$ ./flopcop image > image.flopcop $ cat image.flopcop image BIOS Parameter Block: -------------------------------------------------- jmp_opcode = 0xeb3c90 oem_name = MSDOS5.0 bytes_per_sector = 512 sectors_per_cluster = 1 reserved_sectors = 1 n_fats = 2 root_entries = 224 total_sectors = 2880 media_descriptor = 0xf0 sectors_per_fat = 9 sectors_per_track = 18 n_heads = 2 hidden_sectors = 0 total_sectors_big = 0 drive_number = 0 unused_byte = 0x00 ext_boot_signature = 0x29 serial_number = 0xc4b1cdcf volume_label = NO NAME fat_type = FAT12 boot_signature = 0xaa55 boot_code = -------------------------------------------------- 33 c9 8e d1 bc f0 7b 8e d9 b8 00 20 8e c0 fc bd 00 7c 38 4e 24 7d 24 8b c1 99 e8 3c 01 72 1c 83 eb 3a 66 a1 1c 7c 26 66 3b 07 26 8a 57 fc 75 06 80 ca 02 88 56 02 80 c3 10 73 eb 33 c9 8a 46 10 98 f7 66 16 03 46 1c 13 56 1e 03 46 0e 13 d1 8b 76 11 60 89 46 fc 89 56 fe b8 20 00 f7 e6 8b 5e 0b 03 c3 48 f7 f3 01 46 fc 11 4e fe 61 bf 00 00 e8 e6 00 72 39 26 38 2d 74 17 60 b1 0b be a1 7d f3 a6 61 74 32 4e 74 09 83 c7 20 3b fb 72 e6 eb dc a0 fb 7d b4 7d 8b f0 ac 98 40 74 0c 48 74 13 b4 0e bb 07 00 cd 10 eb ef a0 fd 7d eb e6 a0 fc 7d eb e1 cd 16 cd 19 26 8b 55 1a 52 b0 01 bb 00 00 e8 3b 00 72 e8 5b 8a 56 24 be 0b 7c 8b fc c7 46 f0 3d 7d c7 46 f4 29 7d 8c d9 89 4e f2 89 4e f6 c6 06 96 7d cb ea 03 00 00 20 0f b6 c8 66 8b 46 f8 66 03 46 1c 66 8b d0 66 c1 ea 10 eb 5e 0f b6 c8 4a 4a 8a 46 0d 32 e4 f7 e2 03 46 fc 13 56 fe eb 4a 52 50 06 53 6a 01 6a 10 91 8b 46 18 96 92 33 d2 f7 f6 91 f7 f6 42 87 ca f7 76 1a 8a f2 8a e8 c0 cc 02 0a cc b8 01 02 80 7e 02 0e 75 04 b4 42 8b f4 8a 56 24 cd 13 61 61 72 0b 40 75 01 42 03 5e 0b 49 75 06 f8 c3 41 bb 00 00 60 66 6a 00 eb b0 4e 54 4c 44 52 20 20 20 20 20 20 0d 0a 52 65 6d 6f 76 65 20 64 69 73 6b 73 20 6f 72 20 6f 74 68 65 72 20 6d 65 64 69 61 2e ff 0d 0a 44 69 73 6b 20 65 72 72 6f 72 ff 0d 0a 50 72 65 73 73 20 61 6e 79 20 6b 65 79 20 74 6f 20 72 65 73 74 61 72 74 0d 0a 00 00 00 00 00 00 00 ac cb d8 image Image file offsets: -------------------------------------------------- data_offset = 0x00004200 16896 fat1_offset = 0x00000200 512 fat_size = 0x00001200 4608 root_offset = 0x00002600 9728 root_size = 0x00001c00 7168 image MSDOS 8.3 filename info: -------------------------------------------------- filename = ĺIMMYJ~1 [deleted] file extention = DOC file attributes - uuadvshr = 00100000 first cluster = 0x0002 2 image offset = 0x00004200 16896 file length = 0x00005000 20480 file slack = 0x00000000 0 file cluster trace with image offset in hex [cluster:offset]: 0002:00004200 -------------------------------------------------- filename = COVERP~1 file extention = JPG file attributes - uuadvshr = 00100000 first cluster = 0x01a4 420 image offset = 0x00038600 230912 file length = 0x00003ce1 15585 file slack = 0x0000011f 287 file cluster trace with image offset in hex [cluster:offset]: 01a4:00038600 -------------------------------------------------- filename = SCHEDU~1 file extention = EXE file attributes - uuadvshr = 00100000 first cluster = 0x0049 73 image offset = 0x0000d000 53248 file length = 0x000003e8 1000 file slack = 0x00000018 24 file cluster trace with image offset in hex [cluster:offset]: 0049:0000d000 004a:0000d200 004b:0000d400 004c:0000d600 004d:0000d800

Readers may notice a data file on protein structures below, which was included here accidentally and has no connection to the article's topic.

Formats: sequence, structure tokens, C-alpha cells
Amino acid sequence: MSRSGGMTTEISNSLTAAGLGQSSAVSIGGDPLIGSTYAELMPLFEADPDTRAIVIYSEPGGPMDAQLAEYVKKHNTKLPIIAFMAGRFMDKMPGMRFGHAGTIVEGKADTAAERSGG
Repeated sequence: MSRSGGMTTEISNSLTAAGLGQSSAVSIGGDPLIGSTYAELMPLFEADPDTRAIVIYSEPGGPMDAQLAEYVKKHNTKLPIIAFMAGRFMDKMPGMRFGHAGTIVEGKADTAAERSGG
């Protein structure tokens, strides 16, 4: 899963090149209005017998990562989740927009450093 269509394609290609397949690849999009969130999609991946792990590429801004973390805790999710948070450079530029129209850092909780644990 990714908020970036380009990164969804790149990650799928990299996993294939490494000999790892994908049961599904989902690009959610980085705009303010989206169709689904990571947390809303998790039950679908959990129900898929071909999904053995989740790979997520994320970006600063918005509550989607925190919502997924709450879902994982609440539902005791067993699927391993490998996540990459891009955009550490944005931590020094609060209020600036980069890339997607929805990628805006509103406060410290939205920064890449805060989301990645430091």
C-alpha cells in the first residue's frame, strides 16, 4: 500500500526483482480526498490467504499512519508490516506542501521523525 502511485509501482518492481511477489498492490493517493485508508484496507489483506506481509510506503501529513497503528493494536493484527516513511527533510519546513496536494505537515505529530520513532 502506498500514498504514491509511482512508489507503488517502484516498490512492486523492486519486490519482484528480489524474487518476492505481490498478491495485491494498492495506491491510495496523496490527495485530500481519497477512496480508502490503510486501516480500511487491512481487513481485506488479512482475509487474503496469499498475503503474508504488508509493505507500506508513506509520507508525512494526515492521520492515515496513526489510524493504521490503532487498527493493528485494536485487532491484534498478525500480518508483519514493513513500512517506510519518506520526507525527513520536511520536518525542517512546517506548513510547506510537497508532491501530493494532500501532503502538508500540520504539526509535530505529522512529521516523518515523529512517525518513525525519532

As indicated by the mactime and flopcop output, the file JIMMYJ~1.DOC has been deleted from the floppy disk. The COVERP~1.JPG file has an inconsistancy in that the file size according to the FAT does not match the actual FAT cluster chain length. The SCHEDU~1.EXE file also has inconsistancies, it's file size is less than what it's FAT cluster chain is showing. We also have an idea that the COVERP~1.JPG file's first cluster is not pointing to it's actual data, this is why the JPEG is showing 0xf6 in it's first sector and 0x0 in the remainder of it's bytes. Let's run the whole image file through our gettypes perl script. This script will attempt to find known file signatures within the image and print the offset into the image when it gets a hit.